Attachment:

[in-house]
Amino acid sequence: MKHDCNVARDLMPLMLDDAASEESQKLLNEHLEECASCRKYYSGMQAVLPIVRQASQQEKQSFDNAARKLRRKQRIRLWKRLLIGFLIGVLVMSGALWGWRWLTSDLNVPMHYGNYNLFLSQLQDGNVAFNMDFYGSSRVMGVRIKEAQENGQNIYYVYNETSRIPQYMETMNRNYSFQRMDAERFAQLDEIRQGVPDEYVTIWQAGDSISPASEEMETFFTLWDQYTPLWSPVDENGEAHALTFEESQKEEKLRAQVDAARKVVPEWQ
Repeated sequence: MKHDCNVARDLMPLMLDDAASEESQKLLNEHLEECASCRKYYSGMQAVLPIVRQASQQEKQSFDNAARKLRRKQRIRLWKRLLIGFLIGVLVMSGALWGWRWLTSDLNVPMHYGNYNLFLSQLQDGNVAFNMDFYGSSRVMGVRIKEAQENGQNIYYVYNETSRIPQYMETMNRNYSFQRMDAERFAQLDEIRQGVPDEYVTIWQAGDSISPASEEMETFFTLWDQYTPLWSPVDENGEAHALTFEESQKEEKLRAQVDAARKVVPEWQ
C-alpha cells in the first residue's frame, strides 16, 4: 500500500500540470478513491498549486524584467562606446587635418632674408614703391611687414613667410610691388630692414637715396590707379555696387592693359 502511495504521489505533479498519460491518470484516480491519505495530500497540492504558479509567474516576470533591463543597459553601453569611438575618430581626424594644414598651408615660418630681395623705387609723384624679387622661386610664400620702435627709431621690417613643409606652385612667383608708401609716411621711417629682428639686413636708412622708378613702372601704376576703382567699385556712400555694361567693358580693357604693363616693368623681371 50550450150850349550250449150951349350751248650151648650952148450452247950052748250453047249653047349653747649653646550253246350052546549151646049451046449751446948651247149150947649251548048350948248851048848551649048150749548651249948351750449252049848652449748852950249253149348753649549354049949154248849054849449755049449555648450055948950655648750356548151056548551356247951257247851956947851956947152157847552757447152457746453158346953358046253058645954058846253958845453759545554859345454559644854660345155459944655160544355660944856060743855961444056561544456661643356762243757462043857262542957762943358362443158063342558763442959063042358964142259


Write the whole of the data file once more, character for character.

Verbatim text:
[in-house]
Amino acid sequence: MKHDCNVARDLMPLMLDDAASEESQKLLNEHLEECASCRKYYSGMQAVLPIVRQASQQEKQSFDNAARKLRRKQRIRLWKRLLIGFLIGVLVMSGALWGWRWLTSDLNVPMHYGNYNLFLSQLQDGNVAFNMDFYGSSRVMGVRIKEAQENGQNIYYVYNETSRIPQYMETMNRNYSFQRMDAERFAQLDEIRQGVPDEYVTIWQAGDSISPASEEMETFFTLWDQYTPLWSPVDENGEAHALTFEESQKEEKLRAQVDAARKVVPEWQ
Repeated sequence: MKHDCNVARDLMPLMLDDAASEESQKLLNEHLEECASCRKYYSGMQAVLPIVRQASQQEKQSFDNAARKLRRKQRIRLWKRLLIGFLIGVLVMSGALWGWRWLTSDLNVPMHYGNYNLFLSQLQDGNVAFNMDFYGSSRVMGVRIKEAQENGQNIYYVYNETSRIPQYMETMNRNYSFQRMDAERFAQLDEIRQGVPDEYVTIWQAGDSISPASEEMETFFTLWDQYTPLWSPVDENGEAHALTFEESQKEEKLRAQVDAARKVVPEWQ
C-alpha cells in the first residue's frame, strides 16, 4: 500500500500540470478513491498549486524584467562606446587635418632674408614703391611687414613667410610691388630692414637715396590707379555696387592693359 502511495504521489505533479498519460491518470484516480491519505495530500497540492504558479509567474516576470533591463543597459553601453569611438575618430581626424594644414598651408615660418630681395623705387609723384624679387622661386610664400620702435627709431621690417613643409606652385612667383608708401609716411621711417629682428639686413636708412622708378613702372601704376576703382567699385556712400555694361567693358580693357604693363616693368623681371 50550450150850349550250449150951349350751248650151648650952148450452247950052748250453047249653047349653747649653646550253246350052546549151646049451046449751446948651247149150947649251548048350948248851048848551649048150749548651249948351750449252049848652449748852950249253149348753649549354049949154248849054849449755049449555648450055948950655648750356548151056548551356247951257247851956947851956947152157847552757447152457746453158346953358046253058645954058846253958845453759545554859345454559644854660345155459944655160544355660944856060743855961444056561544456661643356762243757462043857262542957762943358362443158063342558763442959063042358964142259